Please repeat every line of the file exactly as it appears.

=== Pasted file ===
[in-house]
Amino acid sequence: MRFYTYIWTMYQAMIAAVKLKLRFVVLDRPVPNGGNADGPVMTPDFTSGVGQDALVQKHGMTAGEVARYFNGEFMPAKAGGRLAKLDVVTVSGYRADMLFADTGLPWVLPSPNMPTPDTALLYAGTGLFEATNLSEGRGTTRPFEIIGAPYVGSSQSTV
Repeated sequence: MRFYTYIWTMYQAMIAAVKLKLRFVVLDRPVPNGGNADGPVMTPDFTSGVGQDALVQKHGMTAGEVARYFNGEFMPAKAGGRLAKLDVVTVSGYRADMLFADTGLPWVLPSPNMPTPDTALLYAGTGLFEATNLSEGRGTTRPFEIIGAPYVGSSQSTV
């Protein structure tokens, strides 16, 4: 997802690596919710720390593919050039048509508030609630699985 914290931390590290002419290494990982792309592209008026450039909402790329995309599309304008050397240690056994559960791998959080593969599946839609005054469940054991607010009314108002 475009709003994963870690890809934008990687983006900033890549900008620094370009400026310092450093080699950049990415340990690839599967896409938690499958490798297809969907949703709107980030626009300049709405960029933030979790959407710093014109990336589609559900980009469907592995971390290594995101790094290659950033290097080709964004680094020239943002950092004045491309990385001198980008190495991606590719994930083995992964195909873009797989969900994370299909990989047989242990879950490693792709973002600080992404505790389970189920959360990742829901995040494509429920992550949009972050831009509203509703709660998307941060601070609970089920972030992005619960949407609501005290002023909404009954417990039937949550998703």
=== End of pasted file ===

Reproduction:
[in-house]
Amino acid sequence: MRFYTYIWTMYQAMIAAVKLKLRFVVLDRPVPNGGNADGPVMTPDFTSGVGQDALVQKHGMTAGEVARYFNGEFMPAKAGGRLAKLDVVTVSGYRADMLFADTGLPWVLPSPNMPTPDTALLYAGTGLFEATNLSEGRGTTRPFEIIGAPYVGSSQSTV
Repeated sequence: MRFYTYIWTMYQAMIAAVKLKLRFVVLDRPVPNGGNADGPVMTPDFTSGVGQDALVQKHGMTAGEVARYFNGEFMPAKAGGRLAKLDVVTVSGYRADMLFADTGLPWVLPSPNMPTPDTALLYAGTGLFEATNLSEGRGTTRPFEIIGAPYVGSSQSTV
């Protein structure tokens, strides 16, 4: 997802690596919710720390593919050039048509508030609630699985 914290931390590290002419290494990982792309592209008026450039909402790329995309599309304008050397240690056994559960791998959080593969599946839609005054469940054991607010009314108002 475009709003994963870690890809934008990687983006900033890549900008620094370009400026310092450093080699950049990415340990690839599967896409938690499958490798297809969907949703709107980030626009300049709405960029933030979790959407710093014109990336589609559900980009469907592995971390290594995101790094290659950033290097080709964004680094020239943002950092004045491309990385001198980008190495991606590719994930083995992964195909873009797989969900994370299909990989047989242990879950490693792709973002600080992404505790389970189920959360990742829901995040494509429920992550949009972050831009509203509703709660998307941060601070609970089920972030992005619960949407609501005290002023909404009954417990039937949550998703």